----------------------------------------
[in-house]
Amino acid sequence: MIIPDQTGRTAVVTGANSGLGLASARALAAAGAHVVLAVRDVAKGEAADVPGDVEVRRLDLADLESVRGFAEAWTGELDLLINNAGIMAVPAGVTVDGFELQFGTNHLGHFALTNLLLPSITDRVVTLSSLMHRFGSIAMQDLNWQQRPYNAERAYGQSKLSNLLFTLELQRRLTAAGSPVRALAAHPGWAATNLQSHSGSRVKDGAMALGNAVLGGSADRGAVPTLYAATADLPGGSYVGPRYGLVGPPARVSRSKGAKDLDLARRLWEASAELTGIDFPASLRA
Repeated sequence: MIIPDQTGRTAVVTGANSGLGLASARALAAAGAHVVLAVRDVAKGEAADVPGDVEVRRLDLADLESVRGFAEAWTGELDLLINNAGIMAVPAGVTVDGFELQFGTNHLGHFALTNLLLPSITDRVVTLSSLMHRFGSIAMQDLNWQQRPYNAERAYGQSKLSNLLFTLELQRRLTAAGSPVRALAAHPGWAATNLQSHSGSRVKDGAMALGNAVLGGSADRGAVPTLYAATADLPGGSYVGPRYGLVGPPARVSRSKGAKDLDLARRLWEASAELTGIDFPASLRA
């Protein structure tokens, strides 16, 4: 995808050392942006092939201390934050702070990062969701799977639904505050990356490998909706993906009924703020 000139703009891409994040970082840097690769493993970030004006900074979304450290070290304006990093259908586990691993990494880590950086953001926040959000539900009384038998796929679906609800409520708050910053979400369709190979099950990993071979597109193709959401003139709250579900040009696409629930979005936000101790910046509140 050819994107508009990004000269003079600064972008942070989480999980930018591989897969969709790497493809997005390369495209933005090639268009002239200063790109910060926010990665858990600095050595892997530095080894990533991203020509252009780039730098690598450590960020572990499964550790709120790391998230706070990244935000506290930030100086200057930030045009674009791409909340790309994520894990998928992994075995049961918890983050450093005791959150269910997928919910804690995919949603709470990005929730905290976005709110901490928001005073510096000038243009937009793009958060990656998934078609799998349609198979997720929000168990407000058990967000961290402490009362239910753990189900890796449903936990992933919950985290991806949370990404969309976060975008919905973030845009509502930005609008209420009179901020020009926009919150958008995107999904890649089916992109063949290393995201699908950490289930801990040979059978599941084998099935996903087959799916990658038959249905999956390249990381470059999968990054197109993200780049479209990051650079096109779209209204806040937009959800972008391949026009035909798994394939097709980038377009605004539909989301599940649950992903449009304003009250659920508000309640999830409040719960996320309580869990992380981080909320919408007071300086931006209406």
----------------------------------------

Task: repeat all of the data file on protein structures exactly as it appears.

[in-house]
Amino acid sequence: MIIPDQTGRTAVVTGANSGLGLASARALAAAGAHVVLAVRDVAKGEAADVPGDVEVRRLDLADLESVRGFAEAWTGELDLLINNAGIMAVPAGVTVDGFELQFGTNHLGHFALTNLLLPSITDRVVTLSSLMHRFGSIAMQDLNWQQRPYNAERAYGQSKLSNLLFTLELQRRLTAAGSPVRALAAHPGWAATNLQSHSGSRVKDGAMALGNAVLGGSADRGAVPTLYAATADLPGGSYVGPRYGLVGPPARVSRSKGAKDLDLARRLWEASAELTGIDFPASLRA
Repeated sequence: MIIPDQTGRTAVVTGANSGLGLASARALAAAGAHVVLAVRDVAKGEAADVPGDVEVRRLDLADLESVRGFAEAWTGELDLLINNAGIMAVPAGVTVDGFELQFGTNHLGHFALTNLLLPSITDRVVTLSSLMHRFGSIAMQDLNWQQRPYNAERAYGQSKLSNLLFTLELQRRLTAAGSPVRALAAHPGWAATNLQSHSGSRVKDGAMALGNAVLGGSADRGAVPTLYAATADLPGGSYVGPRYGLVGPPARVSRSKGAKDLDLARRLWEASAELTGIDFPASLRA
């Protein structure tokens, strides 16, 4: 995808050392942006092939201390934050702070990062969701799977639904505050990356490998909706993906009924703020 000139703009891409994040970082840097690769493993970030004006900074979304450290070290304006990093259908586990691993990494880590950086953001926040959000539900009384038998796929679906609800409520708050910053979400369709190979099950990993071979597109193709959401003139709250579900040009696409629930979005936000101790910046509140 050819994107508009990004000269003079600064972008942070989480999980930018591989897969969709790497493809997005390369495209933005090639268009002239200063790109910060926010990665858990600095050595892997530095080894990533991203020509252009780039730098690598450590960020572990499964550790709120790391998230706070990244935000506290930030100086200057930030045009674009791409909340790309994520894990998928992994075995049961918890983050450093005791959150269910997928919910804690995919949603709470990005929730905290976005709110901490928001005073510096000038243009937009793009958060990656998934078609799998349609198979997720929000168990407000058990967000961290402490009362239910753990189900890796449903936990992933919950985290991806949370990404969309976060975008919905973030845009509502930005609008209420009179901020020009926009919150958008995107999904890649089916992109063949290393995201699908950490289930801990040979059978599941084998099935996903087959799916990658038959249905999956390249990381470059999968990054197109993200780049479209990051650079096109779209209204806040937009959800972008391949026009035909798994394939097709980038377009605004539909989301599940649950992903449009304003009250659920508000309640999830409040719960996320309580869990992380981080909320919408007071300086931006209406």